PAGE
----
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Unread 09-28-2011, 11:28 PM   #1
joe002
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Short test with conventional gear lube and Valvoline Synthetic

I had some work done on my rear lockers, so after they were finished the dealership filled the axle with the stock Chrysler dino oil. I ran it for a week and measured the temperature. It was 145ºF when I got to work (back roads, slightly down hill), and 162ºF when I returned home (same roads, slightly up hill, and higher ambient temp). For 5 days the temps were within 1 degree. I changed out the lube with Valvoline Synthetic 75w90 and with my drive to work it was now 137ºF and my return home it was 148ºF.

I figured the synthetic was better (it’s higher than GL-5 because it’s also MT-1 and SAE J2360), but it was nice to see that it does keep the axle components cooler.

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Unread 09-28-2011, 11:33 PM   #2
tjkj2002
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Quote:
Originally Posted by joe002 View Post
I had some work done on my rear lockers, so after they were finished the dealership filled the axle with the stock Chrysler dino oil. I ran it for a week and measured the temperature. It was 145ºF when I got to work (back roads, slightly down hill), and 162ºF when I returned home (same roads, slightly up hill, and higher ambient temp). For 5 days the temps were within 1 degree. I changed out the lube with Valvoline Synthetic 75w90 and with my drive to work it was now 137ºF and my return home it was 148ºF.

I figured the synthetic was better (it’s higher than GL-5 because it’s also MT-1 and SAE J2360), but it was nice to see that it does keep the axle components cooler.
Actually it's doing the exact opposite,the syn gear oil is not transfering the heat from the diff internals to the diff housing as effectively as dino gear oil was,hence the cooler diff housing temps.Your cooking the internals more with syn.

Auto makers admit that syn gear oil is not the best when the OCI for diffs have dropped down to as low as 12,000 mile intervals when in the old days of running dino 80w-90 you basically never changed the gear oil.
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Unread 09-28-2011, 11:40 PM   #3
joe002
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Originally Posted by tjkj2002 View Post
Actually it's doing the exact opposite,the syn gear oil is not transfering the heat from the diff internals to the diff housing as effectively as dino gear oil was...
So the metal housing being cooler means the internal gears are hotter? I didn’t measure the actual temp of the oil, only the metal housing, the flange, etc. - all cooler...

Also note the temperature of my diff is hotter at the bottom (where the oil is) then at the top (where the oil isn't). I recorded the hottest temp I could find...
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Unread 09-29-2011, 01:29 AM   #4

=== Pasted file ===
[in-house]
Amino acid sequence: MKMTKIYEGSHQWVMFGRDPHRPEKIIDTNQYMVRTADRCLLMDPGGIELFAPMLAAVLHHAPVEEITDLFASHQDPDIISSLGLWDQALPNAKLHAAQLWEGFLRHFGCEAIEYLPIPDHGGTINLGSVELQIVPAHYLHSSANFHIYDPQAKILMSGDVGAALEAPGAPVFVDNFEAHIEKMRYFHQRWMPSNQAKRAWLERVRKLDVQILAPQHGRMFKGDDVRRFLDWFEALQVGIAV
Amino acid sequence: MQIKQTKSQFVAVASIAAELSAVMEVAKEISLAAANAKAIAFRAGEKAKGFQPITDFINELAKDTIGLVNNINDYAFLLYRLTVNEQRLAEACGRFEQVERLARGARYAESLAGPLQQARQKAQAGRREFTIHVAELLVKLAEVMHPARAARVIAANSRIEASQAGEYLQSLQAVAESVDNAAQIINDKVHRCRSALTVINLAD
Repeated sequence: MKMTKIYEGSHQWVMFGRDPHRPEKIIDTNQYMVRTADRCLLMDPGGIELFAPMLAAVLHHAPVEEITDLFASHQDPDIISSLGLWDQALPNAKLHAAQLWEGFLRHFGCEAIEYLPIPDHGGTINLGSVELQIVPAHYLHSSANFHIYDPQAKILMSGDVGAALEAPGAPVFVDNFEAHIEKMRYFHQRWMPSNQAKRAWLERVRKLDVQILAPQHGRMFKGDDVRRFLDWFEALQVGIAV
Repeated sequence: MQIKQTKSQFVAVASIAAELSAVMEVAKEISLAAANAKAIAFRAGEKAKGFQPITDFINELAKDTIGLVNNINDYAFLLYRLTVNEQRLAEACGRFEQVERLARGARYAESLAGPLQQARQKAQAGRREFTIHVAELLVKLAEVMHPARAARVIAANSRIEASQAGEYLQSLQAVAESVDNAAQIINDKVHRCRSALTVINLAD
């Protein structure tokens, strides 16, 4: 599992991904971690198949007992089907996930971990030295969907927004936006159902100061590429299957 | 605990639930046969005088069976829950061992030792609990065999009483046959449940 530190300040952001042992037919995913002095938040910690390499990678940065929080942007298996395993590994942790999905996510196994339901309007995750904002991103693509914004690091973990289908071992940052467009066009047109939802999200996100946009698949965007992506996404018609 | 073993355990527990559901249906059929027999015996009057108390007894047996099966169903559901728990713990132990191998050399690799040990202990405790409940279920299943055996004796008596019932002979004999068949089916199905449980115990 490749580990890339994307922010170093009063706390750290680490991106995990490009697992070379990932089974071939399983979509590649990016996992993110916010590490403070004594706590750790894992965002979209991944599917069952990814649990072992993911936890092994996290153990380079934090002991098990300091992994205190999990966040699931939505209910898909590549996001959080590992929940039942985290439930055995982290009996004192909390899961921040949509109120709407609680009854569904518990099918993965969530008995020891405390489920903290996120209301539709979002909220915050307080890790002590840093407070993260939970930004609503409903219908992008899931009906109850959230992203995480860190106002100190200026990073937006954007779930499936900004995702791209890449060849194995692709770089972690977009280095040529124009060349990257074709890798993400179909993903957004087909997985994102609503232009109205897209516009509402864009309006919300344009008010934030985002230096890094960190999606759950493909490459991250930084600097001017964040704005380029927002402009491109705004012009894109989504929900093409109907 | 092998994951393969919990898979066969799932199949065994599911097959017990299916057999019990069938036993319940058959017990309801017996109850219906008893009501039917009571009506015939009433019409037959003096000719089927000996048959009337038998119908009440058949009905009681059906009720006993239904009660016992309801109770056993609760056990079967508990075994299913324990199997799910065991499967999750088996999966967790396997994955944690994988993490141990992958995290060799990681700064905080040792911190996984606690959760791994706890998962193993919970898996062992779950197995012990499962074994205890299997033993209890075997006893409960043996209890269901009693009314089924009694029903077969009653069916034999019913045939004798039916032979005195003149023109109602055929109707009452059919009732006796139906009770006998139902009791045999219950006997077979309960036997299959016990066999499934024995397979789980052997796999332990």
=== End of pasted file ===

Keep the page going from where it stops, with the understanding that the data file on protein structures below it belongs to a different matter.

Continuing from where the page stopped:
ronjenx
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Quote:
Originally Posted by joe002 View Post
So the metal housing being cooler means the internal gears are hotter? I didn’t measure the actual temp of the oil, only the metal housing, the flange, etc. - all cooler...

Also note the temperature of my diff is hotter at the bottom (where the oil is) then at the top (where the oil isn't). I recorded the hottest temp I could find...
I have found the highest temps to be at the point the pinion portion of the housing meets the "pumpkin" portion of the housing. That's where the heat transfer is most direct, and less dependent on having to go through the fluid.

Regarding the post saying synthetic oil cooks the internals more, I have read lots of claims on both sides of that issue. It's typical of all the "this versus that" debates. Having read reports on both sides that were backed up by scientific sounding evidence, I can't really tell which is true.
However....
I can relate my own experience. I've put many hundreds of thousands of miles on quite a few differentials. Some had regular oil, most had synthetic oil. Never had one go bad in any way. None showed any signs of the gears or bearings being "cooked".

My conclusion? You are good either way. (Make sure it's GL-5 or equivalent, and the correct viscosity.)
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Unread 09-29-2011, 11:19 AM   #5
joe002
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Originally Posted by ronjenx View Post
I have found the highest temps to be at the point the pinion portion of the housing meets the "pumpkin" portion of the housing. That's where the heat transfer is most direct, and less dependent on having to go through the fluid.

Regarding the post saying synthetic oil cooks the internals more, I have read lots of claims on both sides of that issue. It's typical of all the "this versus that" debates. Having read reports on both sides that were backed up by scientific sounding evidence, I can't really tell which is true.
However....